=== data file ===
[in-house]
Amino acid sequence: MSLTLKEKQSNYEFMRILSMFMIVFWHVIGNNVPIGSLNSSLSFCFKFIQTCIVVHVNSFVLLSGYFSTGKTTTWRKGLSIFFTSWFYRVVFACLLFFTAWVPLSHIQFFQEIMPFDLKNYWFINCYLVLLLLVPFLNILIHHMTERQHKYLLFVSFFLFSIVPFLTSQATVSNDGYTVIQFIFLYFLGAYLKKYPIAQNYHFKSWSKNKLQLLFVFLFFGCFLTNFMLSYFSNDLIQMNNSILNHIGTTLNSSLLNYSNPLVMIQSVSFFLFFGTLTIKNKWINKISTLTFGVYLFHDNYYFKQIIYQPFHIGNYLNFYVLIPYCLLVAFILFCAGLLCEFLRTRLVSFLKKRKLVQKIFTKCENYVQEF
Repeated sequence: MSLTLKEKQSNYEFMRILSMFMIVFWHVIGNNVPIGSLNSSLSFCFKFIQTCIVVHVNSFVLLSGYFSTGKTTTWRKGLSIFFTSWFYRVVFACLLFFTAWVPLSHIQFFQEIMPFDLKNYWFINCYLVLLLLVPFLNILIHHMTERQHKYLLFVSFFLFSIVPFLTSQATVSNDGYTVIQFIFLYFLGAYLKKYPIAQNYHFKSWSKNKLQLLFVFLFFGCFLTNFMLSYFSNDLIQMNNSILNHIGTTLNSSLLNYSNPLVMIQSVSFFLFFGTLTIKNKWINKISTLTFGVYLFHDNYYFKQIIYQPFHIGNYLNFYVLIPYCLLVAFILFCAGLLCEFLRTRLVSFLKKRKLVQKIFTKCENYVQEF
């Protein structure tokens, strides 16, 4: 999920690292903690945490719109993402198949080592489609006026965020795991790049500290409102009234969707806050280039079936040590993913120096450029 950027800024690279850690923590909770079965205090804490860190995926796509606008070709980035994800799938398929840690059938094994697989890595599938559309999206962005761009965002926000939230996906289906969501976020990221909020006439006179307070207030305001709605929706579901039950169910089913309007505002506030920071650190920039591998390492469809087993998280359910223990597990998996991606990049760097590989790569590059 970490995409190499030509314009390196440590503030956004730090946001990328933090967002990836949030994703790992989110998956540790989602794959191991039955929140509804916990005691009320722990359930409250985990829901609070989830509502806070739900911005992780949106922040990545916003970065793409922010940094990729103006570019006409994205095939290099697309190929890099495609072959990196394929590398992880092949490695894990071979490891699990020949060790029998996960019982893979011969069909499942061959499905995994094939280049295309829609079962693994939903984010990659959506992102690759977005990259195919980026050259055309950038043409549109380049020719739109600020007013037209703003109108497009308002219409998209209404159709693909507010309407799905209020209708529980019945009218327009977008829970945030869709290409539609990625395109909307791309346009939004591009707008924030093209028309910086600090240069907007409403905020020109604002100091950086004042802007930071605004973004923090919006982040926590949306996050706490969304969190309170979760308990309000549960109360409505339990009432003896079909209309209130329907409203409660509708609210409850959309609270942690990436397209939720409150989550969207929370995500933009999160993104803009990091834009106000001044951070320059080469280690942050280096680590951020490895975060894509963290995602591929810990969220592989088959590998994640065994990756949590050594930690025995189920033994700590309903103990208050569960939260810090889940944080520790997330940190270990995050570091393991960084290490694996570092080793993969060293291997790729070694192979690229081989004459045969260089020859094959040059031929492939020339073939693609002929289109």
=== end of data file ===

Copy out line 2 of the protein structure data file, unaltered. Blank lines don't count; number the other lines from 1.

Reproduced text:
Amino acid sequence: MSLTLKEKQSNYEFMRILSMFMIVFWHVIGNNVPIGSLNSSLSFCFKFIQTCIVVHVNSFVLLSGYFSTGKTTTWRKGLSIFFTSWFYRVVFACLLFFTAWVPLSHIQFFQEIMPFDLKNYWFINCYLVLLLLVPFLNILIHHMTERQHKYLLFVSFFLFSIVPFLTSQATVSNDGYTVIQFIFLYFLGAYLKKYPIAQNYHFKSWSKNKLQLLFVFLFFGCFLTNFMLSYFSNDLIQMNNSILNHIGTTLNSSLLNYSNPLVMIQSVSFFLFFGTLTIKNKWINKISTLTFGVYLFHDNYYFKQIIYQPFHIGNYLNFYVLIPYCLLVAFILFCAGLLCEFLRTRLVSFLKKRKLVQKIFTKCENYVQEF